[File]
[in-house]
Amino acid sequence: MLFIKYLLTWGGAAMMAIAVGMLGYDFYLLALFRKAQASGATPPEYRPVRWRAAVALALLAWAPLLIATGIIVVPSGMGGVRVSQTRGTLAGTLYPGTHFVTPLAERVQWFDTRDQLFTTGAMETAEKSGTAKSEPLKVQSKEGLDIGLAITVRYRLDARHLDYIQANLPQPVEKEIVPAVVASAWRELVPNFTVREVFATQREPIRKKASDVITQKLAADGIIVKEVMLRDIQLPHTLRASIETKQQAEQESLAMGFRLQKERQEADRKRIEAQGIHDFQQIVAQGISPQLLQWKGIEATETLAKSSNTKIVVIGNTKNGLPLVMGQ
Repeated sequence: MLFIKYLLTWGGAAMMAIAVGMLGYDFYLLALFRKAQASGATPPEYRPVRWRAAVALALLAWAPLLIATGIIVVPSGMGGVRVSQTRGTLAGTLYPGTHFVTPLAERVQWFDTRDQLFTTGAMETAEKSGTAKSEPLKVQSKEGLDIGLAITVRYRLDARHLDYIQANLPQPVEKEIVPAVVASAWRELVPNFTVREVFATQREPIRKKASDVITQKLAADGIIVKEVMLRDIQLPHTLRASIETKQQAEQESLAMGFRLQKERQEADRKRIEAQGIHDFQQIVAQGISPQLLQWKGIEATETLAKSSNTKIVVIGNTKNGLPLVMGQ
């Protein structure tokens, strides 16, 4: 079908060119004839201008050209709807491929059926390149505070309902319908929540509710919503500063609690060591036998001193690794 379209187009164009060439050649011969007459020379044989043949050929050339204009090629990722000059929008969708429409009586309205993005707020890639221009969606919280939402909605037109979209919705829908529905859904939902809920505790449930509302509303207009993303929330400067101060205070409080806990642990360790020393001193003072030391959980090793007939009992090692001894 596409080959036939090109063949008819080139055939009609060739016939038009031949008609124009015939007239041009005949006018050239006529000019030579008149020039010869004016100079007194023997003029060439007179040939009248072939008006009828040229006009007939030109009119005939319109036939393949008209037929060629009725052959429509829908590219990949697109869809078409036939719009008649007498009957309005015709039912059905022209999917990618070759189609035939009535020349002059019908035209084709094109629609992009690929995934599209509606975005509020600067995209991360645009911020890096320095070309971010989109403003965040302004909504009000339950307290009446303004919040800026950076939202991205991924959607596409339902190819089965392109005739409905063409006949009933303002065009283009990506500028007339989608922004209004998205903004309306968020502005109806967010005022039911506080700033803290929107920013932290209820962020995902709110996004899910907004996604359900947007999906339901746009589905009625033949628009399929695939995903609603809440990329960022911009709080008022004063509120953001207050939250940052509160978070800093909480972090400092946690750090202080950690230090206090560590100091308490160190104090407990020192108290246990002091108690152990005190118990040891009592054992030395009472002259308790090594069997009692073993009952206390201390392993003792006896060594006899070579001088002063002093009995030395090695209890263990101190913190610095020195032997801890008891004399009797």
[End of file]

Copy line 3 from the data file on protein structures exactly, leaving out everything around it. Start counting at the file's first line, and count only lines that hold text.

Repeated sequence: MLFIKYLLTWGGAAMMAIAVGMLGYDFYLLALFRKAQASGATPPEYRPVRWRAAVALALLAWAPLLIATGIIVVPSGMGGVRVSQTRGTLAGTLYPGTHFVTPLAERVQWFDTRDQLFTTGAMETAEKSGTAKSEPLKVQSKEGLDIGLAITVRYRLDARHLDYIQANLPQPVEKEIVPAVVASAWRELVPNFTVREVFATQREPIRKKASDVITQKLAADGIIVKEVMLRDIQLPHTLRASIETKQQAEQESLAMGFRLQKERQEADRKRIEAQGIHDFQQIVAQGISPQLLQWKGIEATETLAKSSNTKIVVIGNTKNGLPLVMGQ